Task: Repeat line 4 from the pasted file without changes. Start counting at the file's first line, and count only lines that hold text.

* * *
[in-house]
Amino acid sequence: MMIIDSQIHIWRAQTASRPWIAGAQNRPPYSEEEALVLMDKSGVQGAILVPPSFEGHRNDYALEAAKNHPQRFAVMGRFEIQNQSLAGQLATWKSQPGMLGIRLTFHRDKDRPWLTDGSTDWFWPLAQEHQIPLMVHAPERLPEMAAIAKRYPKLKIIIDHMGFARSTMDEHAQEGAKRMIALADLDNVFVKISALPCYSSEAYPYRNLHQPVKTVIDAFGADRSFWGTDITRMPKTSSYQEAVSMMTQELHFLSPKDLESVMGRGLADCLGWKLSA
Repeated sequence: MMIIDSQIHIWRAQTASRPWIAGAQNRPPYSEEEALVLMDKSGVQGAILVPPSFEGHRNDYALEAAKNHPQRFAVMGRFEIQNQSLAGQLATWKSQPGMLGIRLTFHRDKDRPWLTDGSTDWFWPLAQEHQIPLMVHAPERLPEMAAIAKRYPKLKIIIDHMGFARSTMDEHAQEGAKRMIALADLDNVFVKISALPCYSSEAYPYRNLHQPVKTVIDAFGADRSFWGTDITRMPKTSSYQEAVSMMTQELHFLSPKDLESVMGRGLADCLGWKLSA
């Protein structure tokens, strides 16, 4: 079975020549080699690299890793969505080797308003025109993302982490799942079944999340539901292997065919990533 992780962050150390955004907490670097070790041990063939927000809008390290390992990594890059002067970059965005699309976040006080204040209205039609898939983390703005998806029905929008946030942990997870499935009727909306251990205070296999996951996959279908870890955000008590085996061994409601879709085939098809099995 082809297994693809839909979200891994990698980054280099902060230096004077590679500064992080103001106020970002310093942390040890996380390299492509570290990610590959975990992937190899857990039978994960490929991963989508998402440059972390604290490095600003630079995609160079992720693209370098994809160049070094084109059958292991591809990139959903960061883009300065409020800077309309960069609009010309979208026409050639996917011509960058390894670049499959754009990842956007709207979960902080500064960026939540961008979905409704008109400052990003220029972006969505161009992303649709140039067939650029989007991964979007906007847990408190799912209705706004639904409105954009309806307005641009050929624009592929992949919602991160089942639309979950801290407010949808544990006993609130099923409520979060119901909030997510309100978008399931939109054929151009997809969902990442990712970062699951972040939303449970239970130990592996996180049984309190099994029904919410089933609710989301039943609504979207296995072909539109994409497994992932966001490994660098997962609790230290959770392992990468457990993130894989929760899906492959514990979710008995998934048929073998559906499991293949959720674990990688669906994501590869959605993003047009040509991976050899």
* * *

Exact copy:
């Protein structure tokens, strides 16, 4: 079975020549080699690299890793969505080797308003025109993302982490799942079944999340539901292997065919990533 992780962050150390955004907490670097070790041990063939927000809008390290390992990594890059002067970059965005699309976040006080204040209205039609898939983390703005998806029905929008946030942990997870499935009727909306251990205070296999996951996959279908870890955000008590085996061994409601879709085939098809099995 082809297994693809839909979200891994990698980054280099902060230096004077590679500064992080103001106020970002310093942390040890996380390299492509570290990610590959975990992937190899857990039978994960490929991963989508998402440059972390604290490095600003630079995609160079992720693209370098994809160049070094084109059958292991591809990139959903960061883009300065409020800077309309960069609009010309979208026409050639996917011509960058390894670049499959754009990842956007709207979960902080500064960026939540961008979905409704008109400052990003220029972006969505161009992303649709140039067939650029989007991964979007906007847990408190799912209705706004639904409105954009309806307005641009050929624009592929992949919602991160089942639309979950801290407010949808544990006993609130099923409520979060119901909030997510309100978008399931939109054929151009997809969902990442990712970062699951972040939303449970239970130990592996996180049984309190099994029904919410089933609710989301039943609504979207296995072909539109994409497994992932966001490994660098997962609790230290959770392992990468457990993130894989929760899906492959514990979710008995998934048929073998559906499991293949959720674990990688669906994501590869959605993003047009040509991976050899």